But WGU is not a MOOC where 100,000 anonymous students may be taking an online course. Instead, WGU courses are relatively small with intimate communications 24/7 with instructors and other students in most of the courses. In many ways the learning communications may be much closer online in WGU than on campus at the University of Texas where classrooms often hold hundreds of students taking a course.

      There are some types of learning that can take place in live classrooms that are almost impossible online.
      For example, an onsite case analysis class (Harvard style) takes on a life of its own that case instructors cannot anticipate before class. Students are forced to speak out in front of other students. A student's unexpected idea may change the direction of the entire case discussion for the remainder of the class. I cannot imagine teaching many Harvard Business School cases online even though there are ways to draw out innovative ideas and discussions online. Physical presence is part and parcel to teaching many HBS cases.

      Competency-based grading has advantages and disadvantages.
      Competency-based grading removes incentives to brown nose instructors for better grades. It's unforgiving for lazy and unmotivated students. But these advantages can also be disadvantages. Some students become more motivated by hoping that their instructors will reward effort as well as performance. At unexpected points in life those rewards for effort may come at critical times just before a student is apt to give up and look for a full time McJob.

      Some students are apt to become extremely bored learning about Shakespeare or Mozart. But in attempting to please instructors with added effort, the students may actually discover at some unexpected point something wonderful about Shakespeare or Mozart. Mathematics in particular is one of those subjects that can be a complete turn off until suddenly a light clicks and student discovers that math is not only interesting --- math can be easier once you hit a key point in the mathematics learning process. This definitely happened with me, and the light did not shine for me until I started a doctoral program. Quite suddenly I loved mathematics and made it the central component of my five years of full-time doctoral studies at Stanford University.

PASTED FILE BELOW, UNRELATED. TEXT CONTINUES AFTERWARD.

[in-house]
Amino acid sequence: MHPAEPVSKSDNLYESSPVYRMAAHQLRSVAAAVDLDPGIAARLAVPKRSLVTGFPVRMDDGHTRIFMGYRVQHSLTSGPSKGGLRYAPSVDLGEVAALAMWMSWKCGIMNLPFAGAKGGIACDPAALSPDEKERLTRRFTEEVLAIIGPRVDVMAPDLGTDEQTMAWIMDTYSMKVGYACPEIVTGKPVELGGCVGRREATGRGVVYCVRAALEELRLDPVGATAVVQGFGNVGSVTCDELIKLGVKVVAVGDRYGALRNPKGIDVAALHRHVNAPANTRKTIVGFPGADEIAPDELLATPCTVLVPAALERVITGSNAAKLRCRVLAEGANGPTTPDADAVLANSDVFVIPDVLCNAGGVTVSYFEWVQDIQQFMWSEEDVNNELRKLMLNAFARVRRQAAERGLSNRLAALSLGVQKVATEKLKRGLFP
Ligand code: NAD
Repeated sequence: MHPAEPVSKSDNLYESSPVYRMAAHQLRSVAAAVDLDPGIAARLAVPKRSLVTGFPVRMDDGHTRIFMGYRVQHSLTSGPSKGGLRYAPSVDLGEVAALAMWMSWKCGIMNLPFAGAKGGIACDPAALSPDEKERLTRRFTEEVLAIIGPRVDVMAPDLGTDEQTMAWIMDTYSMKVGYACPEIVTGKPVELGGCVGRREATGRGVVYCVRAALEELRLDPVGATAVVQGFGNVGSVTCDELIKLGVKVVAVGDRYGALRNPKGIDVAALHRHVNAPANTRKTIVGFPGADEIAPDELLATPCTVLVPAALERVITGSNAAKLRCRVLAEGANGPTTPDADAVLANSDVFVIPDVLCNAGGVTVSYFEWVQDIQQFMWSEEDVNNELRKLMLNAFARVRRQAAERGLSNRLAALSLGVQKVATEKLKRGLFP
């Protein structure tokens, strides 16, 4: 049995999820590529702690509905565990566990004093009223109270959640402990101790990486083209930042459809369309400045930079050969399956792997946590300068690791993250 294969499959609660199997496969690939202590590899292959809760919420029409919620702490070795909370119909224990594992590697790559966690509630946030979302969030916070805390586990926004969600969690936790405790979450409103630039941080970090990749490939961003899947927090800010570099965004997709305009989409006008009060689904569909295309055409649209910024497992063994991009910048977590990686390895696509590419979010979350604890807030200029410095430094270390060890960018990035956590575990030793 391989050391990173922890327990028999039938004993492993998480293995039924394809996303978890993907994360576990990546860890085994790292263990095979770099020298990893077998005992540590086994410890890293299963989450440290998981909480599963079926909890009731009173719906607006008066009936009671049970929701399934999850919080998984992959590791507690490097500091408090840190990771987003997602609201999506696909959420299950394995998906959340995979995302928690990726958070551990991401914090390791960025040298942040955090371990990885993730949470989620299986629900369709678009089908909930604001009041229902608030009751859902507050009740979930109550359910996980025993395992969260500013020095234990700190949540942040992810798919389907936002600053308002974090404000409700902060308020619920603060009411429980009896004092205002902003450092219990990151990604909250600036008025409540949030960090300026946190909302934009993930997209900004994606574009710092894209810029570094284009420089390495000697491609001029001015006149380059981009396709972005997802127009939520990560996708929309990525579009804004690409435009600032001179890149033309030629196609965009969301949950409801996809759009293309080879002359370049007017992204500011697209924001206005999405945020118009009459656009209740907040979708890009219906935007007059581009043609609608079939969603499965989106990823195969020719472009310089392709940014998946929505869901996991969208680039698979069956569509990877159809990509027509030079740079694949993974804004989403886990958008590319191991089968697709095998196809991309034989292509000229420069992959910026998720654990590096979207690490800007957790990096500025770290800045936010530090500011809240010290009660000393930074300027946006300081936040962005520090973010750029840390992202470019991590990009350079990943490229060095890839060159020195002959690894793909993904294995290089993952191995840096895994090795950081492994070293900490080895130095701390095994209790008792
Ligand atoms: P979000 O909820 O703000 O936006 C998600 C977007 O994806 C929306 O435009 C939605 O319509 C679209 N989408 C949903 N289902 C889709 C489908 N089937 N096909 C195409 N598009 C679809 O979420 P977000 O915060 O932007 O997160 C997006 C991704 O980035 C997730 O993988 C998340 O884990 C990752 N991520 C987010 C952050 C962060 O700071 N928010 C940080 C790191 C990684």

Thus WGU and the University of Texas should not be considered competitors. They are different alternatives that have some of the same goals (such as competency in learning content) and some different goals (such as living with other students and participating in extracurricular activities).

      I wish WGU well and hope it thrives alongside the traditional state-supported campuses. WGU in some ways was a precursor to MOOC education, but WGU is not a MOOC in the sense that classes are small and can be highly interactive with other students and with instructor. In a MOOC, students have to be more motivated to learn on their own and master the material without much outside help from other students or instructors.

      There are many ways to teach and many ways to learn. WGU found its niche. There's no one-size-fits-all to living and learning.

      Bob Jensen's threads on higher education controversies ---
      http://www.trinity.edu/rjensen/HigherEdControversies.htm

    • Robert E Jensen

      Top Global Distance Education MBA Programs
      "EMBA ranking 2012," Financial Times, October 2012
      http://rankings.ft.com/businessschoolrankings/emba-ranking-2012

       
      Rank 2012
      3 year average
      School name
      Programme name
      Salary ($)
      Salary growth
        1 1 Kellogg / Hong Kong UST Business School Kellogg-HKUST EMBA 465,774 42
        2 2 Columbia / London Business SchoolFeatured business school EMBA-Global Americas and Europe 265,596 89
        3 3 Trium: HEC Paris / LSE / New York University: Stern Trium Global EMBA 307,992 52
        4 - Tsinghua University / Insead Tsinghua-INSEAD EMBA 287,630 57
        5 - UCLA: Anderson / National University of Singapore UCLA-NUS EMBA 250,940 77
        6 5 InseadFeatured business school Insead Global EMBA 212,586 57
        7 12 Ceibs Global EMBA 274,546 74
        8 8 University of Pennsylvania: Wharton Wharton MBA for Executives 229,086 60
        9 14 Washington University: Olin Olin-Fudan EMBA 255,945 60
        10 7 University of Chicago: Booth EMBA 230,855 60
        11 - Sun Yat-sen Business School SYSBS EMBA 280,374 69
        12 - Korea University Business School EMBA 268,324 95
        12 9 IE Business SchoolFeatured business school EMBA 186,324 138
        14 18 Iese Business School GEMBA 215,027 58
        15 10 London Business SchoolFeatured business school EMBA 180,070 68
        16 10 Duke University: Fuqua Duke MBA - Global Executive 250,913 43
        17 14 CUHK Business SchoolFeatured business school EMBA 309,340 45
        18 16 Kellogg / WHU BeisheimFeatured business school Kellogg-WHU EMBA 173,684 69
        19 - Georgetown University / Esade Business School GEMBA 247,110 42
        20 16 IMD IMD EMBA 221,809 60
        21 22 ESCP EuropeFeatured business school European EMBA 153,168 77